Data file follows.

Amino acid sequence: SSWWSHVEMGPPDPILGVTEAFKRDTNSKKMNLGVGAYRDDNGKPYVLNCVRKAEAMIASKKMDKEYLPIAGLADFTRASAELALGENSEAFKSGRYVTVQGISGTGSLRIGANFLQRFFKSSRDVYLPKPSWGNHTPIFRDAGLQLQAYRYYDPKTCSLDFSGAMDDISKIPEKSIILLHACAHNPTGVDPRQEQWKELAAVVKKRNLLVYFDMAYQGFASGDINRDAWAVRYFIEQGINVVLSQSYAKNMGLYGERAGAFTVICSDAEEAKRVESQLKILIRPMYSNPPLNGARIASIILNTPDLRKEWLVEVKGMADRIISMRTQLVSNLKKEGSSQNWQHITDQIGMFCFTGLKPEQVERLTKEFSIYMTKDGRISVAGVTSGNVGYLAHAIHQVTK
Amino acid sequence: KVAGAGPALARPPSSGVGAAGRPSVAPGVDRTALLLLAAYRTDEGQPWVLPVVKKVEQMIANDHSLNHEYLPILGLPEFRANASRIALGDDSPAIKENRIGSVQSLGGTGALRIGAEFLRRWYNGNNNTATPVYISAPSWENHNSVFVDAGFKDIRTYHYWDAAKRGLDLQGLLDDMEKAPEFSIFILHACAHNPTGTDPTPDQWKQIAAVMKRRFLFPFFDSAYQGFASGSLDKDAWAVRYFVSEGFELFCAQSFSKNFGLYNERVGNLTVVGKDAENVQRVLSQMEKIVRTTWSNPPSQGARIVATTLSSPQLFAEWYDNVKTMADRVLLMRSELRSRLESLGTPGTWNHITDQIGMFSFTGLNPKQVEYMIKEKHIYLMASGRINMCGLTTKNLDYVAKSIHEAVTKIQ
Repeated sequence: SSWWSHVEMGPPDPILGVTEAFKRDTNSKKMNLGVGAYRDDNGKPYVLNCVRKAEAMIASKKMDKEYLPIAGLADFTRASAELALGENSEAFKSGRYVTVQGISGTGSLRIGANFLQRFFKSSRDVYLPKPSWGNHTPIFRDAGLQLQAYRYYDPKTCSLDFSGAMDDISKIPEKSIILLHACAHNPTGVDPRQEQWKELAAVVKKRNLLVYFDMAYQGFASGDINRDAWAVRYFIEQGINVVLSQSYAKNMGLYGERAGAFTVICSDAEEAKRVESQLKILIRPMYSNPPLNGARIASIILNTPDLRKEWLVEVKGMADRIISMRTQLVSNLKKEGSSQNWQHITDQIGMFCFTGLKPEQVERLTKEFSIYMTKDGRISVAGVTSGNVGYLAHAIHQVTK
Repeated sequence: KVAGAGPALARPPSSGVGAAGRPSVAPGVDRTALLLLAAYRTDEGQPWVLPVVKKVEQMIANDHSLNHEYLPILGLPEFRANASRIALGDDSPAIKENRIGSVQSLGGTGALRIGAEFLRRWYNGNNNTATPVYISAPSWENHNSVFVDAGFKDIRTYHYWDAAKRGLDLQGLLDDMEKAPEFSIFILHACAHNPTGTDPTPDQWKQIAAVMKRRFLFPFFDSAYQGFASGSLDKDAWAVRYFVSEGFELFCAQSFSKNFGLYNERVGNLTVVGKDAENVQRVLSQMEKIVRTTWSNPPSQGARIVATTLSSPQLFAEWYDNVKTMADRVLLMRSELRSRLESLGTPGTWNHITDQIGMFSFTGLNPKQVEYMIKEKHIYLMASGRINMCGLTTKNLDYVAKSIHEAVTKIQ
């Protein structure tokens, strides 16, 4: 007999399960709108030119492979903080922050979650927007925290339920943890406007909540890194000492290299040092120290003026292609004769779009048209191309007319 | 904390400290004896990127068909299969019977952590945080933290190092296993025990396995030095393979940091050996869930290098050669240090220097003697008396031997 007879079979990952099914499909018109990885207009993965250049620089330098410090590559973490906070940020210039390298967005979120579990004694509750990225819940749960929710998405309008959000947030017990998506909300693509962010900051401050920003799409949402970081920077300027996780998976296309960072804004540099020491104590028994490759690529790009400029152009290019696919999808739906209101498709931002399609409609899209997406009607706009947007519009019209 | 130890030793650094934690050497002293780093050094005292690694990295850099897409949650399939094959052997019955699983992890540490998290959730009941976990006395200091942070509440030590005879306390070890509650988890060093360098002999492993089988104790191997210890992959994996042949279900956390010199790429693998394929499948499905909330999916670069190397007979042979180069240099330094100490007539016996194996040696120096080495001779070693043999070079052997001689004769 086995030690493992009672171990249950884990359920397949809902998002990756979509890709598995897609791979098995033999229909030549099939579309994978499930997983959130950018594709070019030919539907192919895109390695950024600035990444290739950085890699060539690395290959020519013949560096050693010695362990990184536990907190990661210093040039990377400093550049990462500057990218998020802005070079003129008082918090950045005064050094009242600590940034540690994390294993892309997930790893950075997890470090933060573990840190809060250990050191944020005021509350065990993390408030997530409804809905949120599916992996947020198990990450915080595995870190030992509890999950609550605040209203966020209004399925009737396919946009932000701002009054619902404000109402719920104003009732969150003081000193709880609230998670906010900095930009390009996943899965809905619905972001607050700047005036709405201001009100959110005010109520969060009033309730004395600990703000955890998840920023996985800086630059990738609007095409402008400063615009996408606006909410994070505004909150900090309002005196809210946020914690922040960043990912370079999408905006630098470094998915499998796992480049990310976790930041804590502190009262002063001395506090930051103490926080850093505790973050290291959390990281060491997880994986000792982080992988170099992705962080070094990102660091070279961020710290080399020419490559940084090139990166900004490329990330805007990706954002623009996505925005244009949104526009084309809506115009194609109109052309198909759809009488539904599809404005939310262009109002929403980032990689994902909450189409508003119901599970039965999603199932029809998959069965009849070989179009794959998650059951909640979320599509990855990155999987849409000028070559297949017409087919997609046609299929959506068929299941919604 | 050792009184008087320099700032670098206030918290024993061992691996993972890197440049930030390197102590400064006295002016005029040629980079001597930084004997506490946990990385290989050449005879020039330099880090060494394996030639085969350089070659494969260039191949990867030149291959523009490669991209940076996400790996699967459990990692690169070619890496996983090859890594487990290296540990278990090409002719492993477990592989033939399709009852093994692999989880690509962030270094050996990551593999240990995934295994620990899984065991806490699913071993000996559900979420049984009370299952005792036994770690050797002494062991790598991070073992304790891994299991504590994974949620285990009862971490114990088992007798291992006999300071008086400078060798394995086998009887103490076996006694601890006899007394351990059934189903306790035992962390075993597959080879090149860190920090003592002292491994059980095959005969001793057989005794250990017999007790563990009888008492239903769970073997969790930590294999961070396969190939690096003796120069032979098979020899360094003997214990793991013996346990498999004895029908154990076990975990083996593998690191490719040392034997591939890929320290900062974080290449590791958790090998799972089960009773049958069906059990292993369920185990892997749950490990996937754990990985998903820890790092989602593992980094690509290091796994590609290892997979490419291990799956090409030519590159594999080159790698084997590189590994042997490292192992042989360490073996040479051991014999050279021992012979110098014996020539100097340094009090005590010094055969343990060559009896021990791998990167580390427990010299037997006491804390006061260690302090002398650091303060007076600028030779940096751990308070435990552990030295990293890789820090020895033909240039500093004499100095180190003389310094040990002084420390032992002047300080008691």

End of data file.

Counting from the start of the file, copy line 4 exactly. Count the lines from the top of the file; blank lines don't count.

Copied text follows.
Repeated sequence: KVAGAGPALARPPSSGVGAAGRPSVAPGVDRTALLLLAAYRTDEGQPWVLPVVKKVEQMIANDHSLNHEYLPILGLPEFRANASRIALGDDSPAIKENRIGSVQSLGGTGALRIGAEFLRRWYNGNNNTATPVYISAPSWENHNSVFVDAGFKDIRTYHYWDAAKRGLDLQGLLDDMEKAPEFSIFILHACAHNPTGTDPTPDQWKQIAAVMKRRFLFPFFDSAYQGFASGSLDKDAWAVRYFVSEGFELFCAQSFSKNFGLYNERVGNLTVVGKDAENVQRVLSQMEKIVRTTWSNPPSQGARIVATTLSSPQLFAEWYDNVKTMADRVLLMRSELRSRLESLGTPGTWNHITDQIGMFSFTGLNPKQVEYMIKEKHIYLMASGRINMCGLTTKNLDYVAKSIHEAVTKIQ